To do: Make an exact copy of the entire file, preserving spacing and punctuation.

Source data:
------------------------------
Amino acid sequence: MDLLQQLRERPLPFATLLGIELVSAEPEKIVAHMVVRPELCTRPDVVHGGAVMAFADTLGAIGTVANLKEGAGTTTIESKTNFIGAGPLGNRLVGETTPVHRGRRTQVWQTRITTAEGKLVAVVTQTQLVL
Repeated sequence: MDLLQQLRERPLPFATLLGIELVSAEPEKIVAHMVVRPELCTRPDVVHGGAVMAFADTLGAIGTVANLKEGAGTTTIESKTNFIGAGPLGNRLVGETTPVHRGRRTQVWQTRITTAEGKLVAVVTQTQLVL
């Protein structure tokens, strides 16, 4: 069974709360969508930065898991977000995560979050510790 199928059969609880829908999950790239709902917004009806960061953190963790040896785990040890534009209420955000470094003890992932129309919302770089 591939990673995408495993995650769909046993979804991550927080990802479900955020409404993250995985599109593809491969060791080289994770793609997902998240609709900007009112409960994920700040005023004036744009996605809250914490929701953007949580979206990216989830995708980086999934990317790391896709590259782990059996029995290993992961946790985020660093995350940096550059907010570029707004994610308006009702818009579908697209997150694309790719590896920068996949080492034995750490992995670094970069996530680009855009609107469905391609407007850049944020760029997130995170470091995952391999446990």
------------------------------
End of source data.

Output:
Amino acid sequence: MDLLQQLRERPLPFATLLGIELVSAEPEKIVAHMVVRPELCTRPDVVHGGAVMAFADTLGAIGTVANLKEGAGTTTIESKTNFIGAGPLGNRLVGETTPVHRGRRTQVWQTRITTAEGKLVAVVTQTQLVL
Repeated sequence: MDLLQQLRERPLPFATLLGIELVSAEPEKIVAHMVVRPELCTRPDVVHGGAVMAFADTLGAIGTVANLKEGAGTTTIESKTNFIGAGPLGNRLVGETTPVHRGRRTQVWQTRITTAEGKLVAVVTQTQLVL
């Protein structure tokens, strides 16, 4: 069974709360969508930065898991977000995560979050510790 199928059969609880829908999950790239709902917004009806960061953190963790040896785990040890534009209420955000470094003890992932129309919302770089 591939990673995408495993995650769909046993979804991550927080990802479900955020409404993250995985599109593809491969060791080289994770793609997902998240609709900007009112409960994920700040005023004036744009996605809250914490929701953007949580979206990216989830995708980086999934990317790391896709590259782990059996029995290993992961946790985020660093995350940096550059907010570029707004994610308006009702818009579908697209997150694309790719590896920068996949080492034995750490992995670094970069996530680009855009609107469905391609407007850049944020760029997130995170470091995952391999446990």